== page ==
The procedure is performed under general anesthesia with split ventilation using a double-lumen endotracheal tube. Patients are positioned in lateral decubitus as for a thoracotomy. The surgeon stands at the back of the patient for right side resections and on the front for left resections (Figure 7). For patients operated on for lung cancer, intersegmental lymph nodes are analyzed by frozen section to confirm the indication of segmentectomy (10). Demarcation between the resected and preserved segments is usually made possible by gentle reventilation and adequate application of a long 5-mm lung forceps whose position is adapted according to the inflation-deflation line. When the remaining segment is mobile and at risk of torsion, it is anchored to the adjacent lobe by stitches or by stapling using a TA endostapler. An additional radical lymphadenectomy is performed for all patients operated on for a suspicion of primary NSCLC. No utility incision is used. On completion of the segmentectomy, the specimen is wrapped into an endobag and retrieved through one of the port sites that are enlarged to a length of 2 to 4 cm, depending on the specimen size. The use of a rib spreader is never required for this task. For patients operated on for NSCLC, intraoperative pathological examination is done on the portion of the staple line facing the tumor if the latter is at less than 2 cm from the resection margin. In most cases, only one chest tube is placed through one of the port site.
There were eight intraoperative conversions into thoracotomy in our series (3.4%). Apart of the recent study of Witte et al. reporting a 30% conversion rate (20), switches to thoracotomy are rare in most series, ranging from 0% to 5%. A 0% rate seems surprising and one may wonder whether there could be a bias related to a non-intention-to-treat analysis in some series.
In our series 5 out of the 8 conversions were related to a vascular (n=4) or parenchymal injury (n=1). There was only one conversion for oncological reason in which the nodule could not be found during the exploration step, leading to a manual palpation by thoracotomy. This stresses the importance of a preoperative localization technique or a preoperative biopsy, whatever the method (hook wire or dye marking under CT scan guidance or endobronchial electronavigation).
Compared to lobectomies, SLR comprise an increased risk of local recurrence as resection margins tend being closer to the tumor. Schuchert et al. have clearly demonstrated that segmentectomies outcomes compare favorably with lobectomy for stage I NSCLC but that margin/tumor ratios of less than one are associated with a higher rate of recurrence (21). When the margin/tumor diameter ratios exceeded one, it was associated with a significant reduction in recurrence rates compared with ratios of less than 1 (25.0% vs. 6.2%; P=0.0014). In their study, the rate of local recurrence was 7.7% and was correlated in most cases with a tumor margin less than 2 cm. In our series, the margin was insufficient in six patients leading to extend the segmentectomy to the adjacent segment or to the lobe. It should be noticed that a borderline margin sometimes came as a surprise to the surgeon who thought section was widely distant from the tumor. Preoperative modeling can help making decision and plan the adequate TSLR. On the Visible Patient™ software, preoperative visualization of the safety margin can help avoiding several unplanned extensive resections.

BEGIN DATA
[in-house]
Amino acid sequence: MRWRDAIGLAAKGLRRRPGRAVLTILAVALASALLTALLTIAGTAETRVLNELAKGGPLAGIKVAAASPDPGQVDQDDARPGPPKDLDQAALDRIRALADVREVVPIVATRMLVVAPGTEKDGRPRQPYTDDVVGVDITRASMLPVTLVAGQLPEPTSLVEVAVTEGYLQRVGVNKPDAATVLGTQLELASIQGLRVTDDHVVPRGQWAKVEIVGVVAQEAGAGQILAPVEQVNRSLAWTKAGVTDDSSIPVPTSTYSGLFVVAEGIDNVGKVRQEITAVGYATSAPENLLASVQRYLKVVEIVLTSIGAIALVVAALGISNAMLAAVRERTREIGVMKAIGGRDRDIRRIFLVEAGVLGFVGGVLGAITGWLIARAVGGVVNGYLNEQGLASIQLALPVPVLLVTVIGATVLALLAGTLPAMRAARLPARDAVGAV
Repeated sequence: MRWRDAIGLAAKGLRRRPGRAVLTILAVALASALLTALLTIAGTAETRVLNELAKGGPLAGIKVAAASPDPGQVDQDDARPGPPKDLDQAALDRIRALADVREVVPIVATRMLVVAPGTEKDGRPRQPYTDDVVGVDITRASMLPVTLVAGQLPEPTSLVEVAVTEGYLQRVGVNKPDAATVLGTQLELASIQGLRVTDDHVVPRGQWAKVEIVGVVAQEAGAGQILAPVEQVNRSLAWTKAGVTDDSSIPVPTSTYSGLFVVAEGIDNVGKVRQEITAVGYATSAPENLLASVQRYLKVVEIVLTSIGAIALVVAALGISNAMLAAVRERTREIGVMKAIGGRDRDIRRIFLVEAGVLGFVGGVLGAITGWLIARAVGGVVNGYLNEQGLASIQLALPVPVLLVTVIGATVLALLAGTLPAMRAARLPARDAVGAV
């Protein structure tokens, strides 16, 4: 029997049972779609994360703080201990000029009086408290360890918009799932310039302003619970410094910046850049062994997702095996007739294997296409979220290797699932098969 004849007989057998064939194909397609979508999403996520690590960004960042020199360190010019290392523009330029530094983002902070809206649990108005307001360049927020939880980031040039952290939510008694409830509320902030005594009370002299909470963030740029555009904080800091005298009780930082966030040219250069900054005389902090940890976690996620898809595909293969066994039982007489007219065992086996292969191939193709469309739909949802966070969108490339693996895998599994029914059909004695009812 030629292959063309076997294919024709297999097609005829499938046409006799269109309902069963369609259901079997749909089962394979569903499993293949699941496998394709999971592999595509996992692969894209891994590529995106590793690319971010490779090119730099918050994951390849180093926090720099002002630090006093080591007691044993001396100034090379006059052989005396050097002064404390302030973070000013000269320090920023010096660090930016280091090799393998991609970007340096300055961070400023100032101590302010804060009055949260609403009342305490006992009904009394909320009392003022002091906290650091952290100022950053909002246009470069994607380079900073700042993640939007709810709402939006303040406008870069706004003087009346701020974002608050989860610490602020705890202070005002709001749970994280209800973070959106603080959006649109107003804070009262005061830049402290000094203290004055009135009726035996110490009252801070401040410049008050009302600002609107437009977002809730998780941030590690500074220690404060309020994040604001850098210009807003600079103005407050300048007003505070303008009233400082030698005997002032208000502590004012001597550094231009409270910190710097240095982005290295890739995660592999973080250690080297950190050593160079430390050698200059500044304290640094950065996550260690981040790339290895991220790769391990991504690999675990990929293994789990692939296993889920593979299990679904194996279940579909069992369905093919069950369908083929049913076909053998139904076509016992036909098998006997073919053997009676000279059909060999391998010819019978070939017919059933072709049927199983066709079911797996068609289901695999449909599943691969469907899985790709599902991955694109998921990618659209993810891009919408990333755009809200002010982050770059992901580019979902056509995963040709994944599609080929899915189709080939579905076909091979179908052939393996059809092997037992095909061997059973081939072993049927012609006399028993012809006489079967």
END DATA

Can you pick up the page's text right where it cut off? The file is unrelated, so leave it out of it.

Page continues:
As shown on Figure 8, lymph nodes are frequently encountered at the origin of a segmental bronchus. These nodes must be cleared and analyzed during the procedure. Would the nodes be invaded at frozen section, the procedure should be transformed into a lobectomy. There are consistent data in the literature suggesting intersegmental lymph node clearance to be of major importance during thoracoscopic segmentectomies (8,23). Wolf et al. have demonstrated that in small NSCLC, lobectomy was associated with longer overall and recurrence-free survival. Sublobar resections were associated with an increased rate of local recurrence (16% vs. 8%, P=0.1117). However, when lymph nodes were sampled during segmentectomy, local recurrence rate and overall and recurrence-free survival distributions were similar to those for lobectomy (23). In the beginning of our experience, we were clearing all intersegmental lymph nodes but asked for frozen section only when these looked suspicious. However, since we have discovered neoplastic cells in small intersegmental lymph nodes that looked macroscopically benign, we now always ask for an intraoperative pathological analysis. Swanson has suggested checking a representative intersegmental or “sump” node and convert to a lobectomy if the latter is positive (24). However deciding which one is the sump node—which besides can be negative on Pet-scan—is not obvious and could be a research topic aiming at determining a sentinel node (25). At that time we do prefer analyzing all intersegmental lymph nodes during the procedure.